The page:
Category Archives: Science

Science is not consensus

Image from http://www.negotiationlawblog.comImage from http://www.negotiationlawblog.com

Writing about the nature of belief in reference to science  the other day started me thinking about other specific issues I have encountered in discussing science with non-scientists.  Coffee also helped this endeavor.

Something I hear in discussion a lot, especially about topics such as climate change and evolution, is the following: “Yeah, well, I read an article by this one guy who says that X is/isn’t true.  I thought you were all in agreement?  I guess you really don’t know, then, do you?”  You’ve probably encountered this argument before as well.  Really, it can be broken into two pieces that can be addressed individually: the consensus problem and the knowing problem.  I’ll address the first today and the second in a later post.

The Consensus Problem

The whole “I though you were all in agreement” statement falls apart once you understand that science is not a consensus.  In order for a scientific theory to be considered “true”, or more accurately, for it to be considered the working model of a phenomenon, consensus is not required.  What is required is that the presented theory fits the observed facts.  Can there be more than one model?  Sure, it happens all the time.  However, as more and more data is collected, the observations give more credence to one of the models at the expense of the others.

Take the example of the theory of plate tectonics, the idea that the Earth’s crust is fractured into many smaller plates that float around on the warm, chewy nougat mantle due to the convection of heat between the hot core and the cooler surface.  When the theory was first presented at the beginning of the 20th century, no one really took it seriously.  How could the continents drift?  That’s absurd!  In the beginning, the “motor” of convection wasn’t known.  But, similarities in fossils and a variety of geologic features seemed to point to the idea that at sometime in the past, the continents were all mashed together and then somehow broke apart and moved to their present locations.  Over the years, more and more data was presented to support the idea; the discovery of the mid-ocean ridges, the magnetization of rock samples separated by thousands of miles, the obvious jigsaw-like coastlines of the continents themselves.  Eventually, a majority of the scientific community could no longer deny that plate tectonics was the preferred model and every aspect of earth science changed.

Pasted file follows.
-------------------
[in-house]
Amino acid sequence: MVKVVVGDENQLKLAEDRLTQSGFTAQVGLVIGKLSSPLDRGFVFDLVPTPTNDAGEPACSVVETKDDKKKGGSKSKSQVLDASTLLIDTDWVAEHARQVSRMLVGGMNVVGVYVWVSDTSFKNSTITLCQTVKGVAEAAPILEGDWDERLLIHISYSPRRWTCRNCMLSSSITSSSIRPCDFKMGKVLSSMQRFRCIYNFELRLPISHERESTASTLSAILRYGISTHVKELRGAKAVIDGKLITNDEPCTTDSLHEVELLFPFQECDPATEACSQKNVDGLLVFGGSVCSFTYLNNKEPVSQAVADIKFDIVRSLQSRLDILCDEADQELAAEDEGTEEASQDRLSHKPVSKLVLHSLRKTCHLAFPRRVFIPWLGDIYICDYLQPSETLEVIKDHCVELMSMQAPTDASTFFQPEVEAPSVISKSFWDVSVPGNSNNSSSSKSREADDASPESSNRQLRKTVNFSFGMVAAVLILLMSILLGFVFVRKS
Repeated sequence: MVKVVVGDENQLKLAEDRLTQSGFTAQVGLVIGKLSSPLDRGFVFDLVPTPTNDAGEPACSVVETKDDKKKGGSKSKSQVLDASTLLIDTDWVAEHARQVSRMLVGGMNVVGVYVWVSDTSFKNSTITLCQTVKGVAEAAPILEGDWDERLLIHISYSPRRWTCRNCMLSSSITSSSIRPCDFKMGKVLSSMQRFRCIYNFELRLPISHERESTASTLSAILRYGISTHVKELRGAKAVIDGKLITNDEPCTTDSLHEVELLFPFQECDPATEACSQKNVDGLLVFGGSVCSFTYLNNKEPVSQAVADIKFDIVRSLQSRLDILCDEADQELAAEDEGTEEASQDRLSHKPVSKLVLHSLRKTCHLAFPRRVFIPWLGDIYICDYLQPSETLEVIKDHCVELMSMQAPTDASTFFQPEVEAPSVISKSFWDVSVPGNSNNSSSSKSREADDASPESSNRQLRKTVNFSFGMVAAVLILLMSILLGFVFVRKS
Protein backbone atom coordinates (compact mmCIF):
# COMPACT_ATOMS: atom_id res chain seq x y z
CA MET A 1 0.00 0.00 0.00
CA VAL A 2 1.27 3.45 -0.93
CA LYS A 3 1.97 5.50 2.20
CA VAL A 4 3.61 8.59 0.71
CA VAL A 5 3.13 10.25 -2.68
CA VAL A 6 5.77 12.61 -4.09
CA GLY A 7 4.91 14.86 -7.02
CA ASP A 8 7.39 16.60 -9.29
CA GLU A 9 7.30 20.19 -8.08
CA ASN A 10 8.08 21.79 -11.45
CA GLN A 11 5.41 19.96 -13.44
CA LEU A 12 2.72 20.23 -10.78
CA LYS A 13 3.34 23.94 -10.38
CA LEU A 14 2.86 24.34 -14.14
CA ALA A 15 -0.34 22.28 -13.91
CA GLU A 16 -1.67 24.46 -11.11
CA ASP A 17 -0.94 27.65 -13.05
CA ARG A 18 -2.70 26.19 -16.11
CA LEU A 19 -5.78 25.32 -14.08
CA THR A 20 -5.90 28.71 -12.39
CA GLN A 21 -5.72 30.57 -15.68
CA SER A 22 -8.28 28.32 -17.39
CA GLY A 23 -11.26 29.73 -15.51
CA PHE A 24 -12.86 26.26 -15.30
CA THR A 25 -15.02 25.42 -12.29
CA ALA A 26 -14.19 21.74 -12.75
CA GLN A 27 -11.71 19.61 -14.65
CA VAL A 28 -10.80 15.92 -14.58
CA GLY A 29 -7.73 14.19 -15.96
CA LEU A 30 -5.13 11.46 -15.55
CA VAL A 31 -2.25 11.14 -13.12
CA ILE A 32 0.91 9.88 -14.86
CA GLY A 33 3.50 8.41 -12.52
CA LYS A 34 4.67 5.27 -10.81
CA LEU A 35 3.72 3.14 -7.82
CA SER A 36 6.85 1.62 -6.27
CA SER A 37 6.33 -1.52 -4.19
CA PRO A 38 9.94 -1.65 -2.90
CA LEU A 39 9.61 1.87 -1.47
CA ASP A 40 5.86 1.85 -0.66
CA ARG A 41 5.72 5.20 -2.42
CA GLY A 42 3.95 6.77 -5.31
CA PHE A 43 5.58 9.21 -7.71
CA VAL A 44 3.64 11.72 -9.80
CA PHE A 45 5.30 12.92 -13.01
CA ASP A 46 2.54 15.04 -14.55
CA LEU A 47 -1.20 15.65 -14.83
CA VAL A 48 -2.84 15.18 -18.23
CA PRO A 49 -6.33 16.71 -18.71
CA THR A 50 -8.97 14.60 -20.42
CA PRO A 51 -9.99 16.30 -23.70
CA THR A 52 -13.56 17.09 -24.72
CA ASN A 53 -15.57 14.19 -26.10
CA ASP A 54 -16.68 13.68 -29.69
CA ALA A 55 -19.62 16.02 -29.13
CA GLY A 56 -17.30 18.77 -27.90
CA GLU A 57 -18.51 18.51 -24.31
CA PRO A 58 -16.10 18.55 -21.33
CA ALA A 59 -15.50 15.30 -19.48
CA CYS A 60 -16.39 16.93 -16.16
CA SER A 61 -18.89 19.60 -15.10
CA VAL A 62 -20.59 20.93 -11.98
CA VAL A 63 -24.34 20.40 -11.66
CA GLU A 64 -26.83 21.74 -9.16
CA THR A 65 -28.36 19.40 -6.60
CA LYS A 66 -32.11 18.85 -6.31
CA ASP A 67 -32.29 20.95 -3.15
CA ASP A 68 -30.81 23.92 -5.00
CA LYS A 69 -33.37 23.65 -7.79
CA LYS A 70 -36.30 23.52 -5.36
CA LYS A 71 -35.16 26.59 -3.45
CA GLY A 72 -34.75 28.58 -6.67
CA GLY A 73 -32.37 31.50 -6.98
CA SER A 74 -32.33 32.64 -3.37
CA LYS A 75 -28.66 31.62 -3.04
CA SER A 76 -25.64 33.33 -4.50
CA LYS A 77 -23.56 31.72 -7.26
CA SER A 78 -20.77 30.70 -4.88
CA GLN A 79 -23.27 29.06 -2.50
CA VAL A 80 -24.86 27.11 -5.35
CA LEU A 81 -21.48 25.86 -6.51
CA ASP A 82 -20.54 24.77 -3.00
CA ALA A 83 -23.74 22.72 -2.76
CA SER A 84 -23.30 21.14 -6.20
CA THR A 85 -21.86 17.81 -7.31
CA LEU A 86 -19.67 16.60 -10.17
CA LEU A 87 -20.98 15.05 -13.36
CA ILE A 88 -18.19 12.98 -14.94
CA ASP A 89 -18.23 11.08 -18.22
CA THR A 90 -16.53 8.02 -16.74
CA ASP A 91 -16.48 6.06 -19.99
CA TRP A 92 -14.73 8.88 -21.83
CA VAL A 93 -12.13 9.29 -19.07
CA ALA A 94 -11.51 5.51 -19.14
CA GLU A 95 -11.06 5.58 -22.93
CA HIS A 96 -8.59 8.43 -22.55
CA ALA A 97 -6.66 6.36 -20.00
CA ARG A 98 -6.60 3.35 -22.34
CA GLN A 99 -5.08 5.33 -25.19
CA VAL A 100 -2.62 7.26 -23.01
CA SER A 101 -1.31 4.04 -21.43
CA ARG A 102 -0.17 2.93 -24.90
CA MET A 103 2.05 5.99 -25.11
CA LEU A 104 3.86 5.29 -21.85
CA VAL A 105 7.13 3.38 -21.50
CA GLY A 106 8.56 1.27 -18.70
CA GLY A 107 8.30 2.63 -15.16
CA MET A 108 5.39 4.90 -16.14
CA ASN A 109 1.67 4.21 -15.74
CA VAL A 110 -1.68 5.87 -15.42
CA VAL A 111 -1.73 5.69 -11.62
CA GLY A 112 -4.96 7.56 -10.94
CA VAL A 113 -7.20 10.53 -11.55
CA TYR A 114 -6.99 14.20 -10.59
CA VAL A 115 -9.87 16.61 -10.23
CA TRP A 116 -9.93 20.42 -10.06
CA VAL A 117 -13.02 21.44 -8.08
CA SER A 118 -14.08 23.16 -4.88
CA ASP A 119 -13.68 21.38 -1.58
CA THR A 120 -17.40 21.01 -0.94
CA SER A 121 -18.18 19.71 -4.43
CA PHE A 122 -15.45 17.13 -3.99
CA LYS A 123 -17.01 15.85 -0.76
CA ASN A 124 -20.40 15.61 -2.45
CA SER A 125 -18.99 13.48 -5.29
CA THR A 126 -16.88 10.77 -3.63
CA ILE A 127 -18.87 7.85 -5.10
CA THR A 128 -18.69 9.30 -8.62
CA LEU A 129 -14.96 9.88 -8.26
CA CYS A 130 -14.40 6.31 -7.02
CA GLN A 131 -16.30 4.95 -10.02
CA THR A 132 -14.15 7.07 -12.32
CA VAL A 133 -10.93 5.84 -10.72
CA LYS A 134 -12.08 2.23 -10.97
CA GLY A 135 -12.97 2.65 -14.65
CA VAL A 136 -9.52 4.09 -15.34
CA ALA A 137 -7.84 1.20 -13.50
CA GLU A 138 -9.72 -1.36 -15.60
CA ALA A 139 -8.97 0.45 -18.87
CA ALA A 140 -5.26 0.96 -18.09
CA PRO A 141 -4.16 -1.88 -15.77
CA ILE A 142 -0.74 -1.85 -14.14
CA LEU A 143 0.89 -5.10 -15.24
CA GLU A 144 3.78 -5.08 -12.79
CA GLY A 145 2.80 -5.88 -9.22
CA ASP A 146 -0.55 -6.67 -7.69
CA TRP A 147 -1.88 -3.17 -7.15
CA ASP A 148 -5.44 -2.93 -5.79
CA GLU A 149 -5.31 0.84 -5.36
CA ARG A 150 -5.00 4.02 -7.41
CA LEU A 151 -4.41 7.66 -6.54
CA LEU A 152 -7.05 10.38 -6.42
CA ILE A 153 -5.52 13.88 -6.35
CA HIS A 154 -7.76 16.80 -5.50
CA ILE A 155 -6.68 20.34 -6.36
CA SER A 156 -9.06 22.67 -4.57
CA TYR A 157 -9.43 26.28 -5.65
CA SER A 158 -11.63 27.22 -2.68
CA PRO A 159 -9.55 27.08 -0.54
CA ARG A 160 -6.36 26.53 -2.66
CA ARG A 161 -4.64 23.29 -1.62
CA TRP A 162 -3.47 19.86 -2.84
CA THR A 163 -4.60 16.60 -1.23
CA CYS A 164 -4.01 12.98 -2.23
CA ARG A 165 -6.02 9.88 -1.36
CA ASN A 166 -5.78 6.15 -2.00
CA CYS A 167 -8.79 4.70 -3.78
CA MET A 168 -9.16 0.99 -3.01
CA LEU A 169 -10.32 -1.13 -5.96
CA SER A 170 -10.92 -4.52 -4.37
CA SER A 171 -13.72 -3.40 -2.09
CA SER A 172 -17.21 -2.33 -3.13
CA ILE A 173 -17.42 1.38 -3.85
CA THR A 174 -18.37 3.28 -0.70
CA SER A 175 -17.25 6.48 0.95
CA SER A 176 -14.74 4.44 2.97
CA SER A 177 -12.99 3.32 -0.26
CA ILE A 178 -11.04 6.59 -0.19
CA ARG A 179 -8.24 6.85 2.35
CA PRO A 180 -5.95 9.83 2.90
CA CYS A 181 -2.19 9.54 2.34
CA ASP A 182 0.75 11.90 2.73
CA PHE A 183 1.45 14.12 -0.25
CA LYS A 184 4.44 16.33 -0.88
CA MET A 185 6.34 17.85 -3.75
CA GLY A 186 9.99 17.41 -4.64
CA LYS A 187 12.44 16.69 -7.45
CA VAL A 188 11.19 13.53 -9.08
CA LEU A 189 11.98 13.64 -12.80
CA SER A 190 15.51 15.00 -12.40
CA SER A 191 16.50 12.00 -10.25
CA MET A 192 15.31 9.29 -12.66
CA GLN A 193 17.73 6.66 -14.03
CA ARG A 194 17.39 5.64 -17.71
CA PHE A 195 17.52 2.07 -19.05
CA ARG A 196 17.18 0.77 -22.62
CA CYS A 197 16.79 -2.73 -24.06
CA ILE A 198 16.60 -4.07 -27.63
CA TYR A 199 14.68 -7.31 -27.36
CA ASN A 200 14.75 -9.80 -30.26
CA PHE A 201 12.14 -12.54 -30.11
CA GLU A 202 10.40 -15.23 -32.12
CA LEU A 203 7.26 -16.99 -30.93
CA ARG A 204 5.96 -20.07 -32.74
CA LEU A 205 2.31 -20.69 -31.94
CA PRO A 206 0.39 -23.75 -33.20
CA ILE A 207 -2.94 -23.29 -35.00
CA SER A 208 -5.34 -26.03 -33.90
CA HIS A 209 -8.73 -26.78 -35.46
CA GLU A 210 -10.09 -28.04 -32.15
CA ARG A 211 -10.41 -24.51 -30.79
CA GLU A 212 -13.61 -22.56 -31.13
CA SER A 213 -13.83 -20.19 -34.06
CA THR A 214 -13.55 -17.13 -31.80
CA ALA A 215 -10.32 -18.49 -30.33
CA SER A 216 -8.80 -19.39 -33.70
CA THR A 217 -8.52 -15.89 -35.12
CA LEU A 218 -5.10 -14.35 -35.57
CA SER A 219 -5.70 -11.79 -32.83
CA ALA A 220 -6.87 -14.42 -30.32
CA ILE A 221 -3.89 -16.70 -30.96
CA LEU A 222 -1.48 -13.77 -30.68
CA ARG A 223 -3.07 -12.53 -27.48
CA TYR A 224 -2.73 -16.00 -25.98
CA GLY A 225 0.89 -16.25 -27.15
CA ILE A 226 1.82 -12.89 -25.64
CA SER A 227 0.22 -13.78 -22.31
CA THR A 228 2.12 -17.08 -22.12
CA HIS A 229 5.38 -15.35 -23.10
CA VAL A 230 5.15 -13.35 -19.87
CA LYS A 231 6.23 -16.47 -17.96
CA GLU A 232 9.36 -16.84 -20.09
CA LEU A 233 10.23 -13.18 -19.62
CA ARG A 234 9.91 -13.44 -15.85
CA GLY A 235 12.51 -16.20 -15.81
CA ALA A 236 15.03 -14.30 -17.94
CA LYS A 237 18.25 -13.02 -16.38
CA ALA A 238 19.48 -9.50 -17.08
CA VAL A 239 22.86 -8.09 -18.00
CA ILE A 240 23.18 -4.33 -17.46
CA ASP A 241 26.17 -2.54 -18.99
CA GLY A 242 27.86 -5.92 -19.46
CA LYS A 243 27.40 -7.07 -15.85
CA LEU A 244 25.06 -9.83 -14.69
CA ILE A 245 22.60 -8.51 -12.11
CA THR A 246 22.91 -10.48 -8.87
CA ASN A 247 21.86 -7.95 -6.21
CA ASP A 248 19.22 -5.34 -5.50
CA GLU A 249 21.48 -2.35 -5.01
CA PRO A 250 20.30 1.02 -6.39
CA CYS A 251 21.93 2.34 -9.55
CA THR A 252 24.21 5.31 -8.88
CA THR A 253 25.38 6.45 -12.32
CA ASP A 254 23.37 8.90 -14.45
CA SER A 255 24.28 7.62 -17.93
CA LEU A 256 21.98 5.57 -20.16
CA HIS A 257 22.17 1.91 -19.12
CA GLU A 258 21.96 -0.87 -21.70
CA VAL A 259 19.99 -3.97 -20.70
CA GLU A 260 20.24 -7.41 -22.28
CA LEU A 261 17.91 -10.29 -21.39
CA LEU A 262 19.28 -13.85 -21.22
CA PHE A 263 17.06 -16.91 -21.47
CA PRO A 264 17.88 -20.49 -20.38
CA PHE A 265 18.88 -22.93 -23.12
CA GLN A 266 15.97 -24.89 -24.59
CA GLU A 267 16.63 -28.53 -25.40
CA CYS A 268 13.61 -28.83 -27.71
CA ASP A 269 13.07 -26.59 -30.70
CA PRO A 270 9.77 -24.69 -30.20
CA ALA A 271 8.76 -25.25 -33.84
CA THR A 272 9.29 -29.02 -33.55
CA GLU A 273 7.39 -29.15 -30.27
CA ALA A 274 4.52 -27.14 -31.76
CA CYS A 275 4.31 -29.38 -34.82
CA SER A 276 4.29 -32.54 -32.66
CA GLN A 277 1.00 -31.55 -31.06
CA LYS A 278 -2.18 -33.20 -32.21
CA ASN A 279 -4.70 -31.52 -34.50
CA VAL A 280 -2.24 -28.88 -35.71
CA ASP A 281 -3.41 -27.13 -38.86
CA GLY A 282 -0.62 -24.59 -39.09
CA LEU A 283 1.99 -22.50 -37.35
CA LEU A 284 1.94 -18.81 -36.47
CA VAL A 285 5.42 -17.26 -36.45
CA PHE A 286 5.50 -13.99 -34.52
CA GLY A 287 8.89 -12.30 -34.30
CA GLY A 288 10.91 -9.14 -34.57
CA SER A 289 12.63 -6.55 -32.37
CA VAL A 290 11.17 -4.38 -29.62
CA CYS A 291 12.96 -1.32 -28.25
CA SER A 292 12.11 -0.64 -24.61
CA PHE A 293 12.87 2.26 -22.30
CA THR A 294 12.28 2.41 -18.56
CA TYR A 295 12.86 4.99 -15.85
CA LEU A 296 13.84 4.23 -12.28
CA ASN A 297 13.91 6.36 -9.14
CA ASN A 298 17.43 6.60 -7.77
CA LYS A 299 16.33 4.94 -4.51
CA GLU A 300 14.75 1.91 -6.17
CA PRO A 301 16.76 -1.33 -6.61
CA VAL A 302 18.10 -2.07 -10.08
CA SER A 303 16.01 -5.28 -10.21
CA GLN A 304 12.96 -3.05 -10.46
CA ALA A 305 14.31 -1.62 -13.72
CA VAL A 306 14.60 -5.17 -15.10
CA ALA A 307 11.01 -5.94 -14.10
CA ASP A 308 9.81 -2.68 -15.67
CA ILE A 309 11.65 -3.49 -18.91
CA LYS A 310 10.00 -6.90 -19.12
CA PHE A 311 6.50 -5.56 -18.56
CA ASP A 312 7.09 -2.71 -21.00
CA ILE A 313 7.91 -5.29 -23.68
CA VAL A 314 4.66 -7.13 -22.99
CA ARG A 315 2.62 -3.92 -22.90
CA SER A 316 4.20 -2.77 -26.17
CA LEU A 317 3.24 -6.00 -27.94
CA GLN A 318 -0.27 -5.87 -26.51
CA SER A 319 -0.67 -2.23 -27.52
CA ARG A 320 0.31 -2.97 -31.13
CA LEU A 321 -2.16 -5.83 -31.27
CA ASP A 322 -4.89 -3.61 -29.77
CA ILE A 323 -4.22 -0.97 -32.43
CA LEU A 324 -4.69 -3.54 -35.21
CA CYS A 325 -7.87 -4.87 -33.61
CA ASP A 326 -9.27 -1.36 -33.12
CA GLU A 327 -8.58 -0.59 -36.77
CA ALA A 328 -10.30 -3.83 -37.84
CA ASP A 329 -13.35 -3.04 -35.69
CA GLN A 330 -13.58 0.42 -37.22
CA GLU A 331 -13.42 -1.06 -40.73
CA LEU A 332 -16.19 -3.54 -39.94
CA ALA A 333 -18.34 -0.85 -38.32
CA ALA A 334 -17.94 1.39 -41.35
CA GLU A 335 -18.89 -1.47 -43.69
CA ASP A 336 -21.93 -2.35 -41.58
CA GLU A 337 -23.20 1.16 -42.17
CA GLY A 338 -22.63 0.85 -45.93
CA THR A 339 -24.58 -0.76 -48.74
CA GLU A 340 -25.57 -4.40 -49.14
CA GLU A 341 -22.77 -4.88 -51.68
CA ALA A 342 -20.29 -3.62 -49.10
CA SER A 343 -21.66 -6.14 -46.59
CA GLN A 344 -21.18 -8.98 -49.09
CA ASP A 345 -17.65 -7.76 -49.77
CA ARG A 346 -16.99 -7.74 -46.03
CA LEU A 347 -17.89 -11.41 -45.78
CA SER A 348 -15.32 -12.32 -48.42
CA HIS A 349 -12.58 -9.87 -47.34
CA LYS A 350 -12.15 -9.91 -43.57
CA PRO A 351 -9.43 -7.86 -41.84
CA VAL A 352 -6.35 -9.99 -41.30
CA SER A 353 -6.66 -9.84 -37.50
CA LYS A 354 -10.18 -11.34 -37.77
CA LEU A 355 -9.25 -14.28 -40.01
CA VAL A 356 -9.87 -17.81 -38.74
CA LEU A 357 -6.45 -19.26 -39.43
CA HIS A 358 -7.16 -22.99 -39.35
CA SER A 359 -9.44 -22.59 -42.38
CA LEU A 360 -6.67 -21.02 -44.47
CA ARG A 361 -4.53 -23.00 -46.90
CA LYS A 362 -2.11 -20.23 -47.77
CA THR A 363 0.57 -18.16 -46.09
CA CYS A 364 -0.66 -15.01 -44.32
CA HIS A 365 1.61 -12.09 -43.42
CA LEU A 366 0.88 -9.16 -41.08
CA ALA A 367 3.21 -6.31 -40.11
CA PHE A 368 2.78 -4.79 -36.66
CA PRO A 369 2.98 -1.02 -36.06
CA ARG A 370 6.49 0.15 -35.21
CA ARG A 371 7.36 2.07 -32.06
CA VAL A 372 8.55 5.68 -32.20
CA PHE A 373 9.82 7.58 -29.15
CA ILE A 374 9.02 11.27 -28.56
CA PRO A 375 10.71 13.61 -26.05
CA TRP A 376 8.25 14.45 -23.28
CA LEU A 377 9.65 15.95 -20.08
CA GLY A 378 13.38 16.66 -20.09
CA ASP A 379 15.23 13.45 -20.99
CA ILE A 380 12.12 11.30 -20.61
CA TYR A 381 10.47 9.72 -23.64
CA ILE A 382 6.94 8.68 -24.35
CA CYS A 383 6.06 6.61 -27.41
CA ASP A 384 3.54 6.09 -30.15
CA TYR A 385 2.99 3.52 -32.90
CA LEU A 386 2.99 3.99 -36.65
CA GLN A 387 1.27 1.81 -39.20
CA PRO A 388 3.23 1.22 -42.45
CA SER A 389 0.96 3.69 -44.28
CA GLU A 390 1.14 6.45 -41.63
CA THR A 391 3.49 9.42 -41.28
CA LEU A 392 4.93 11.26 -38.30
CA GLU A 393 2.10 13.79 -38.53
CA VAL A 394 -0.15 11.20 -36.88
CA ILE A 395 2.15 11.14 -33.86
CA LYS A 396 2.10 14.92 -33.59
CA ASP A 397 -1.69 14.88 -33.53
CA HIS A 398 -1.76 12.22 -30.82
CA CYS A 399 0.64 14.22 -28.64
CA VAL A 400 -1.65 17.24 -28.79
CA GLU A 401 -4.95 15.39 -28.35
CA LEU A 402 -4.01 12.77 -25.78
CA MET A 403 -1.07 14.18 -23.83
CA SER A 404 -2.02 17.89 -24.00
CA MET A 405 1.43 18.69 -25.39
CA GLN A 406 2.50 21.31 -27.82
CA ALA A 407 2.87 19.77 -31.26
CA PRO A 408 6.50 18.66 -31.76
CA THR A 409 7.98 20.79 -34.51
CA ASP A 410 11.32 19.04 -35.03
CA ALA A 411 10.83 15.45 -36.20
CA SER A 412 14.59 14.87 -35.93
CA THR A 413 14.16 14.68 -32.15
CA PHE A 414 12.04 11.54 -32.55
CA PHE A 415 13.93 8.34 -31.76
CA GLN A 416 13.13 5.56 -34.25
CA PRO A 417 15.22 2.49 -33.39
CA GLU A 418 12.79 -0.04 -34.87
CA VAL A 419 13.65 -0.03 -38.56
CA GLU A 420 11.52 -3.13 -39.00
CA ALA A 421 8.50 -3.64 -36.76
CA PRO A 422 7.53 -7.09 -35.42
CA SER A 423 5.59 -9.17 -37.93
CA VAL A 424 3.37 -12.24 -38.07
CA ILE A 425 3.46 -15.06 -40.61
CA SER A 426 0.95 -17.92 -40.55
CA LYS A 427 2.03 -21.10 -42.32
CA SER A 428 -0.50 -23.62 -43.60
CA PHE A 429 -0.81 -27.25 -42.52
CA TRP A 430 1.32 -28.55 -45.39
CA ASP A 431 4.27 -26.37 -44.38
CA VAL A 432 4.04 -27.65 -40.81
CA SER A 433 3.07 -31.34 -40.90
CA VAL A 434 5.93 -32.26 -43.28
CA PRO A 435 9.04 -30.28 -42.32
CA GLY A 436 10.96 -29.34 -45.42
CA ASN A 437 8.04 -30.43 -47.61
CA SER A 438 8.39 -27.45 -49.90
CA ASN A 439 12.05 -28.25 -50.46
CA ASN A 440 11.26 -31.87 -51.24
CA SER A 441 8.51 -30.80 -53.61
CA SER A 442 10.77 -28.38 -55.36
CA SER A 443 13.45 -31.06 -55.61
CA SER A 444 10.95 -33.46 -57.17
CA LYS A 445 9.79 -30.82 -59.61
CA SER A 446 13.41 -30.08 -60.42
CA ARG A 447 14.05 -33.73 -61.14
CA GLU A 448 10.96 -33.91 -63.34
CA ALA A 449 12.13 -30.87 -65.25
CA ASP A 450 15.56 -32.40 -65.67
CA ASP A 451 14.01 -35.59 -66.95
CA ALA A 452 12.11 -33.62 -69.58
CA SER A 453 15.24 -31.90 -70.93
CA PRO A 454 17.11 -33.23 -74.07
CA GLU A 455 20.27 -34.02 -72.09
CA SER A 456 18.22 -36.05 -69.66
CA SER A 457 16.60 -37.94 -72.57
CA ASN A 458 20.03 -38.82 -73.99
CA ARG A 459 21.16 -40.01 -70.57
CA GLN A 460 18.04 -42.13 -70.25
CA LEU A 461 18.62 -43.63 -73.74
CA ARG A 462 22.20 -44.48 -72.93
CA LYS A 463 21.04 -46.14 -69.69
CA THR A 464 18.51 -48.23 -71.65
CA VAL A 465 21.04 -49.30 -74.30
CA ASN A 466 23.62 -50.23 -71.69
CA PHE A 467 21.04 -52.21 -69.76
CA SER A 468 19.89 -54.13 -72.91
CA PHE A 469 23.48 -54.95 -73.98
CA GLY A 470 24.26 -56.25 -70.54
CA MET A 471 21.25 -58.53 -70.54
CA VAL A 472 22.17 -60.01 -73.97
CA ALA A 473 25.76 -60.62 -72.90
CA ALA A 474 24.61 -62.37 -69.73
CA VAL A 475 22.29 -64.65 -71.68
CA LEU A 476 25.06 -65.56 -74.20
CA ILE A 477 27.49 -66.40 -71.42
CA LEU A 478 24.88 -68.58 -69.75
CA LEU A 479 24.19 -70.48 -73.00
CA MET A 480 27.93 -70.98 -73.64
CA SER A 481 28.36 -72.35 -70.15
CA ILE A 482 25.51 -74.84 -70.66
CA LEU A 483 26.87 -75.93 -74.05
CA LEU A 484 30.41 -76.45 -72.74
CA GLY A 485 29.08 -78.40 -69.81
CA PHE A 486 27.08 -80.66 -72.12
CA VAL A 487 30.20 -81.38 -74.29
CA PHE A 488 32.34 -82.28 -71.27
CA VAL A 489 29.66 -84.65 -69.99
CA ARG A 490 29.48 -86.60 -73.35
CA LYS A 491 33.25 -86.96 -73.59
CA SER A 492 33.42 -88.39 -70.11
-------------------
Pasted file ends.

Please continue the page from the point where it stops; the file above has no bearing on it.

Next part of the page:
Now, did the entire scientific community just up and decide that the theory was correct in a magical moment when every single earth scientist just said, “Yes. Plate tectonics is the way”?  No.  Indeed there was, particularly in the 1950’s and 1960’s, fierce debate over its validity.  There are probably a few outliers today that still do not accept the theory.  But, science chose the model that fit Nature.

Another possible outcome here is that one of the theories turns out to be a special case of something greater.  When Einstein presented the General Theory of Relativity, a new take on the force of gravity and the nature of space and time, the established framework of Newtonian mechanics became a subset of that theory.  Newtonian mechanics made all sorts of assumptions that, it turned out, were false.  In our every day experience, we would never notice these errors; Newtonian mechanics is a fantastic description of everyday motion.  However, go to the scale of interstellar space and it just isn’t enough to describe what we see.  Indeed, General Relativity was born from the inability of Newtonian mechanics to explain how Mercury orbits the Sun.  Again, it’s all about whether or not the theory explains the observed details, not whether every single person agrees with it.  Needless to say, Einstein’s overthrow of 300 years of theory from the great Isaac Newton did not go over well in the beginning.  But, like with plate tectonics, scientists eventually acquiesced that General Relativity was a better model, it more closely fit nature.

My point here is this: science does not require a consensus.  It doesn’t need to fit the belief structure of those observing it.  It only needs to fit the observed data.  Say you are teaching a science lab at a high school.  You give each of your 40 students an identical cube of metal and ask them to find out what it is by calculating its density.  Thirty-nine of them tell you it’s iron but one says it’s silver.  What conclusion should we draw from this?  That the concept of density is somehow flawed?  Hardly…

In a later post, I will discuss the knowing problem, an issue with deeper philosophical roots, I suppose.  Until then, I’ll brew some more coffee.

Science vs. Opinion

Early yesterday morning, I was sitting in my back yard with my wife drinking coffee and watching birds.  At some point, I mentioned off-hand that I needed something to blog about.  I had several ideas, but I couldn’t think of anything I could take from that nebulous realm of “wouldn’t it be cool…” to something that a reader would actually bother reading.  After a couple more sips, my wife says emphatically, “I know what you should write about…god damn global warming!”  I laughed and finished my coffee…and by finished, I mean got another cup.